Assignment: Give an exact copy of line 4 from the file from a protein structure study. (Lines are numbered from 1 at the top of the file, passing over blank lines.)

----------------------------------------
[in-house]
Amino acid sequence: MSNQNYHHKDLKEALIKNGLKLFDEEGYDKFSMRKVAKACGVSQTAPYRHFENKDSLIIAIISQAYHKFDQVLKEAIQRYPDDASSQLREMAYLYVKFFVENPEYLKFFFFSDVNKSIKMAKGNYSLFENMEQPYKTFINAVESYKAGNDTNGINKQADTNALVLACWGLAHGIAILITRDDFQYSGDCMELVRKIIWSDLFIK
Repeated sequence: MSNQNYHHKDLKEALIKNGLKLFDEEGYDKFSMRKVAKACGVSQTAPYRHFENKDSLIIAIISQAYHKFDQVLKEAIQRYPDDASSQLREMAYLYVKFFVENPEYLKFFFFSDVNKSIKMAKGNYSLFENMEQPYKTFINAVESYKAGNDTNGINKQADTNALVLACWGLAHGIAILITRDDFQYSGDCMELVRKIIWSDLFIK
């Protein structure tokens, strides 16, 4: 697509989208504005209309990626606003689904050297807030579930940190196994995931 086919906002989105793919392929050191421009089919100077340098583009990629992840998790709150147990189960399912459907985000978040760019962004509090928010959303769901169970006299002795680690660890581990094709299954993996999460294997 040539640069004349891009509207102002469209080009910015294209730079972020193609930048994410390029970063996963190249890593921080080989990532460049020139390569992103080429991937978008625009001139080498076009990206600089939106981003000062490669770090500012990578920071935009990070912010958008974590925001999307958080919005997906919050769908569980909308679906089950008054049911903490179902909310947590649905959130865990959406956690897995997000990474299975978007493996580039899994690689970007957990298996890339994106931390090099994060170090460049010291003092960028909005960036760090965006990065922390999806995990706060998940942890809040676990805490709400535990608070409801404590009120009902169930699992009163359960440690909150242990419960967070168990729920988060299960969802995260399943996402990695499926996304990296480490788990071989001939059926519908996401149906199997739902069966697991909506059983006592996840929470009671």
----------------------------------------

């Protein structure tokens, strides 16, 4: 697509989208504005209309990626606003689904050297807030579930940190196994995931 086919906002989105793919392929050191421009089919100077340098583009990629992840998790709150147990189960399912459907985000978040760019962004509090928010959303769901169970006299002795680690660890581990094709299954993996999460294997 040539640069004349891009509207102002469209080009910015294209730079972020193609930048994410390029970063996963190249890593921080080989990532460049020139390569992103080429991937978008625009001139080498076009990206600089939106981003000062490669770090500012990578920071935009990070912010958008974590925001999307958080919005997906919050769908569980909308679906089950008054049911903490179902909310947590649905959130865990959406956690897995997000990474299975978007493996580039899994690689970007957990298996890339994106931390090099994060170090460049010291003092960028909005960036760090965006990065922390999806995990706060998940942890809040676990805490709400535990608070409801404590009120009902169930699992009163359960440690909150242990419960967070168990729920988060299960969802995260399943996402990695499926996304990296480490788990071989001939059926519908996401149906199997739902069966697991909506059983006592996840929470009671």